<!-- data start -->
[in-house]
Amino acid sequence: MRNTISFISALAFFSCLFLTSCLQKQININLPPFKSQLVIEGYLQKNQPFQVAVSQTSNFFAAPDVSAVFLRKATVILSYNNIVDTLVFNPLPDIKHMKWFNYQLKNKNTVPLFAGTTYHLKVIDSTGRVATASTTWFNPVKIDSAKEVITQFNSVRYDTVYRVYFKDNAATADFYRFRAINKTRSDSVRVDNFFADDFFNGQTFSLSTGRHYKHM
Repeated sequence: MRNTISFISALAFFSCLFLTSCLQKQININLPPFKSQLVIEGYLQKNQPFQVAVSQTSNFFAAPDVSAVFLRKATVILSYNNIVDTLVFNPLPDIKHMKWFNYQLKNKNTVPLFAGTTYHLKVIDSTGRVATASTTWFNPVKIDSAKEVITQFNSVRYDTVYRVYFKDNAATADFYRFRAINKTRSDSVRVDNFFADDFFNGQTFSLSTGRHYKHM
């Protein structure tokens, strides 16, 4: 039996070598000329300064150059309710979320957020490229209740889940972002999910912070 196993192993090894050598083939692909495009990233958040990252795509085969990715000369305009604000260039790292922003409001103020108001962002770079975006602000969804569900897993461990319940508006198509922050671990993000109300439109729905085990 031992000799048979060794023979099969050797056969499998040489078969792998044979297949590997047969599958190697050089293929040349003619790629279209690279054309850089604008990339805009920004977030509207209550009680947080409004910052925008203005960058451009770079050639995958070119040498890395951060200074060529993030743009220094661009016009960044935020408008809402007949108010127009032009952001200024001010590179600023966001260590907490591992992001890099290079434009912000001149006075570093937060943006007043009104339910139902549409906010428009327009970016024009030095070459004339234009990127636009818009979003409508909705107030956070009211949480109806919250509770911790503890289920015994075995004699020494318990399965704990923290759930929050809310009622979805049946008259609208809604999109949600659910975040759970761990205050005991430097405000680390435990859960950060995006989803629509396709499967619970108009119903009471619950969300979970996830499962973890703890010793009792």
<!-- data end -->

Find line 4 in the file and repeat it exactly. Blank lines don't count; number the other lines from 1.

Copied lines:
């Protein structure tokens, strides 16, 4: 039996070598000329300064150059309710979320957020490229209740889940972002999910912070 196993192993090894050598083939692909495009990233958040990252795509085969990715000369305009604000260039790292922003409001103020108001962002770079975006602000969804569900897993461990319940508006198509922050671990993000109300439109729905085990 031992000799048979060794023979099969050797056969499998040489078969792998044979297949590997047969599958190697050089293929040349003619790629279209690279054309850089604008990339805009920004977030509207209550009680947080409004910052925008203005960058451009770079050639995958070119040498890395951060200074060529993030743009220094661009016009960044935020408008809402007949108010127009032009952001200024001010590179600023966001260590907490591992992001890099290079434009912000001149006075570093937060943006007043009104339910139902549409906010428009327009970016024009030095070459004339234009990127636009818009979003409508909705107030956070009211949480109806919250509770911790503890289920015994075995004699020494318990399965704990923290759930929050809310009622979805049946008259609208809604999109949600659910975040759970761990205050005991430097405000680390435990859960950060995006989803629509396709499967619970108009119903009471619950969300979970996830499962973890703890010793009792």